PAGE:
Inflammatory Myofibroblastic Tumor of Bladder
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How to cite this article: Juneja R, Veerendra HS. Inflammatory Myofibroblastic Tumor of Bladder. Int J Recent Surg Med Sci 2017;3(2):109-110.
Inflammatory myofibroblastic tumor (IMT) is a rare benign lesion found in many locations throughout the body and genitourinary tract. In bladder, being very uncommon, it arises from submucosal stroma as a polypoidal growth, and is easily mistaken for a malignant neoplasm—both clinically and radiologically. Essential criteria for the diagnosis of IMT are spindle myoepithelial cell proliferation and lymphoplasmacytic infiltrate. Here, we report a case of a 29-year-old male who presented with painless gross hematuria for 3 days. The patient underwent transurethral resection of the tumor and the final pathological diagnosis was IMT of the bladder.
Inflammatory myofibroblastic tumor
Spindle myoepithelial cell proliferation
Inflammatory myofibroblastic tumor (IMT) is a rare tumor with a malignant potential, and is also known as inflammatory pseudotumor. It has been described in many organs including lungs1 being the most common, liver,2 and skin.3 In genitourinary tract (GUT) system, it likely starts in the bladder, but has also been reported in kidney, ureter,4 prostate, and epididymis.5
The first case of bladder IMT was reported by Roth in 1980.6 A study including 42 cases of IMT of the bladder was reported by American pathologists in 2006.7 A high index of suspicion is required for the diagnosis of IMT, as it is often difficult to distinguish from its malignant counterpart, and being locally aggressive, close followup is warranted. Here, we report a new case of IMT of urinary bladder and discuss its clinical presentation, diagnosis, and management.
A 29-year-old male presented to the urology outpatient department with complaint of gross painless hematuria with passage of clots since previous 3 days/1 week. The patient complained of burning micturition and denied any history of fever, trauma, recurrent urinary tract infection, bladder instrumentation, calculi, sexually transmitted disease, or weight loss. There was no past history of similar complaints or tuberculosis. Initial ultrasound (Fig. 1) showed dependent mobile echogenic lesion on posterior wall of bladder measuring 42 × 30 mm in size and was likely to be cystitis with organized hematoma. However, computed tomography of kidneys, ureters, bladder showed irregular heterogeneously enhancing polypoidal lesion in bladder with almost similar size and no obvious suspicious lymph node. Lab studies showed decreased hemoglobin and microscopic hematuria, rest being normal. Cystopan-endoscopy revealed papillary growth of size approximately 3 × 2 cm on posterolateral wall of bladder with organized clot over it. Complete transurethral resection with deep biopsies was taken from the site. Microscopically, the report dictated normally appearing urothelium with edematous stroma and proliferating spindle cells. Cells showed mild degree of pleomorphism, elongated vesicular prominent nucleoli, and tapered cytoplasm with occasional mitosis. Stroma showed mixed inflammation including occasional eosinophil, extravasated red blood cells, and thin-walled blood vessels. On immunohistochemistry, tumor expressed desmin, smooth muscle actin, and anaplastic lymphoma kinase (ALK)-1, and final pathologic diagnosis was IMT of bladder with no muscle invasion.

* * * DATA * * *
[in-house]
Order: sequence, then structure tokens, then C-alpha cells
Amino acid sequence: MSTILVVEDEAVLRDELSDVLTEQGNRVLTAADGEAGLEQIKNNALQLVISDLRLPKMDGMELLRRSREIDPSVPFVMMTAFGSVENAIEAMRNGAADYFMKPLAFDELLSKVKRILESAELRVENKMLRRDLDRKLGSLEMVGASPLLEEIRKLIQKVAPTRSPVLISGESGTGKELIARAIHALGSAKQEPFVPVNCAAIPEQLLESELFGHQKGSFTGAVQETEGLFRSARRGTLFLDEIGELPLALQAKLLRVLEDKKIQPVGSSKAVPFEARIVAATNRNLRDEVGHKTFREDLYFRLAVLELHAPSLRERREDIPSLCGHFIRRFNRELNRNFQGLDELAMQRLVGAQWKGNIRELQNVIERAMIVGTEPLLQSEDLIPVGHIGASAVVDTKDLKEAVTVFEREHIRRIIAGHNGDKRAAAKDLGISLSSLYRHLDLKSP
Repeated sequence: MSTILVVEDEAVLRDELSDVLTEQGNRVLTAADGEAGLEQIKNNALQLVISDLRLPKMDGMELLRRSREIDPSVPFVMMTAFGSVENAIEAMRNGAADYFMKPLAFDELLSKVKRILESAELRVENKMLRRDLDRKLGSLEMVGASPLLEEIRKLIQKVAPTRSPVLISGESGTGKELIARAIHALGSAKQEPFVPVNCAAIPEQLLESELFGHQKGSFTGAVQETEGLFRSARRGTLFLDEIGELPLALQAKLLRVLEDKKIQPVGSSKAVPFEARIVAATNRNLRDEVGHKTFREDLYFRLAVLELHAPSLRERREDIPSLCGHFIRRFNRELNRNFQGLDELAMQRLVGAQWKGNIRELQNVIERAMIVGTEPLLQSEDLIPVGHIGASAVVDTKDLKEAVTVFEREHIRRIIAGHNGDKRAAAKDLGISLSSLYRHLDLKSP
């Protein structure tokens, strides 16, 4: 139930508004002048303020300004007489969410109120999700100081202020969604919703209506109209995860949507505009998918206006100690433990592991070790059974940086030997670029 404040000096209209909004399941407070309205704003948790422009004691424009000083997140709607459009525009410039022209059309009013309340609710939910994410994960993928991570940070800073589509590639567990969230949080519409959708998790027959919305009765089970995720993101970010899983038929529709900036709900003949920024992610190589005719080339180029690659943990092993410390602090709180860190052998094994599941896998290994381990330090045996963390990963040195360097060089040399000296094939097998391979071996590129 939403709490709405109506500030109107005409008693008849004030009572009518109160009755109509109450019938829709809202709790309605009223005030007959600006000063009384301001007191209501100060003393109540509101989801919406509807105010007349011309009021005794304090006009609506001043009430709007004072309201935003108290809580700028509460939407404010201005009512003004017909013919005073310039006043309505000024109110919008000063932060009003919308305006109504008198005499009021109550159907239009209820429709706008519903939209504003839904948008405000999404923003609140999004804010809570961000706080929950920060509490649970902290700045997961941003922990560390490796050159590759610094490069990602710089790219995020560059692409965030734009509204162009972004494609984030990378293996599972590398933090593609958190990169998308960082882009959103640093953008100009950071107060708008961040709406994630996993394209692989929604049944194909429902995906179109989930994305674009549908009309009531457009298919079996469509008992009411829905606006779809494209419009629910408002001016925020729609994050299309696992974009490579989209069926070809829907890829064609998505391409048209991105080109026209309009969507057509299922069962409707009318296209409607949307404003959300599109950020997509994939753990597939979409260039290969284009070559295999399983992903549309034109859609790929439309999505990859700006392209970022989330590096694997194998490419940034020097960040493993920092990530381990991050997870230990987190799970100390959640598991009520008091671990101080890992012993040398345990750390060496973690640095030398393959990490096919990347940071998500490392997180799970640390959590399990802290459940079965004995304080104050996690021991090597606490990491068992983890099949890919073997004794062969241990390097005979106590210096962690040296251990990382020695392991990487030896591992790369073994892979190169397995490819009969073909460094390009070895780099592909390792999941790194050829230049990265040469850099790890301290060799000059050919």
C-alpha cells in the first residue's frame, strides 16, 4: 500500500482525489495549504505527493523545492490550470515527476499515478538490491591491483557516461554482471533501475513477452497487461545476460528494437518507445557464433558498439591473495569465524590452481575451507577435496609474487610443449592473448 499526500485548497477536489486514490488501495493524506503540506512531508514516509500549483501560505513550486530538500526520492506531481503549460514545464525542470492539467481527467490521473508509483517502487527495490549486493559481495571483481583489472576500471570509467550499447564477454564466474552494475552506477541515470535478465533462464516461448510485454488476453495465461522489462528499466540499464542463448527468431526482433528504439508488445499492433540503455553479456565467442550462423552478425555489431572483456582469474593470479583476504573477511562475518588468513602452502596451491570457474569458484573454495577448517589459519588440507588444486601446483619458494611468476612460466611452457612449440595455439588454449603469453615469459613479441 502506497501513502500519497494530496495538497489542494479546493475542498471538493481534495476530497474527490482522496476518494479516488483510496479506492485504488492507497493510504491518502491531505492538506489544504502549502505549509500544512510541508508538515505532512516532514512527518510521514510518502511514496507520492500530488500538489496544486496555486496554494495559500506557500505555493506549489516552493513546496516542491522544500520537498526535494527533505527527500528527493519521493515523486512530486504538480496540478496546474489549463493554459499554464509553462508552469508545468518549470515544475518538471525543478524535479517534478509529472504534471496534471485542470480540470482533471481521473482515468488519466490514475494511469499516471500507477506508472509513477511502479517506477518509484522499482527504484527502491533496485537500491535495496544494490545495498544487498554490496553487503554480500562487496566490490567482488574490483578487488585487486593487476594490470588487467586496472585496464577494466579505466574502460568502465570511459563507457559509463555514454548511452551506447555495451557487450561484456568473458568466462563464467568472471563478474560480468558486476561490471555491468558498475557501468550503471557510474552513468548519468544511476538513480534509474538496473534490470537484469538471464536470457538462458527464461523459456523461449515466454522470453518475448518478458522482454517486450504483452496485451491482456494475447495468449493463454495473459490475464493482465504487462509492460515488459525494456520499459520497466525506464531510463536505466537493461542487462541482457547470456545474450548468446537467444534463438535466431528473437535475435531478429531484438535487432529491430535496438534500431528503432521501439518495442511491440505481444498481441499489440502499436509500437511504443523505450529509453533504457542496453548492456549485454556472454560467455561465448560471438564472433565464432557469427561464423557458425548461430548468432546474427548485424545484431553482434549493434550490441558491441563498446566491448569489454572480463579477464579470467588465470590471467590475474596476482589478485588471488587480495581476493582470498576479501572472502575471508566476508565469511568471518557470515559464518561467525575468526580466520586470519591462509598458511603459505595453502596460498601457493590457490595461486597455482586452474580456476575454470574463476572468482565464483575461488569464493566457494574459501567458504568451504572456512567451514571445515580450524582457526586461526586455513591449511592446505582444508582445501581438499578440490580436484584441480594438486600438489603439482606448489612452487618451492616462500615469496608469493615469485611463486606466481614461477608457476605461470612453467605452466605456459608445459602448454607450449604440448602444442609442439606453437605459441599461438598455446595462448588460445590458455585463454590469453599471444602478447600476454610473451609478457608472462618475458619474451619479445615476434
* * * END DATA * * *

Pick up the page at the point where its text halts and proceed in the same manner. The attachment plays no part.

The IMT of bladder is an uncommon tumor of controversial nosology; it is at the edge between benign and malignant tumors and is also known as pseudosarcoma, atypical myfibroblastic tumor, atypical fibromyxoid tumor, plasma cell granuloma.8 It is idiopathic and no known predisposing condition exists for myofibroblastic tumor of the bladder.9 The first case was reported by Roth in 1980.6 It can affect any age group, but is more common in children and young adults with slight female preponderance (F:M ratio 3:4).6 The most common site for this tumor is lung.10 It is rare in the GUT, with the most common site being urinary bladder. A recent report suggests that it is neoplastic because of its aggressive behavior, involvement of chromosome 2p23, and cytogenetic monoclonality. Also, it has the potential for recurrence and persistent local growth. Essential criteria for the diagnosis of IMT are spindle myoepithelial cell proliferation and lymphocytic infiltrate (Fig. 2). Immunohistochemical staining may demonstrate positivity for ALK, vimentin, cytokeratin. The ALK has been described as a good marker for IMT.11 Initial biopsy and full histopathological examination are recommended where complete resection is problematic. Complete surgical resection is performed to avoid local recurrence. Being locally aggressive and difficult to distinguish from its malignant counterpart, a high index of suspicion is required for the diagnosis, and therefore, close followup is warranted.
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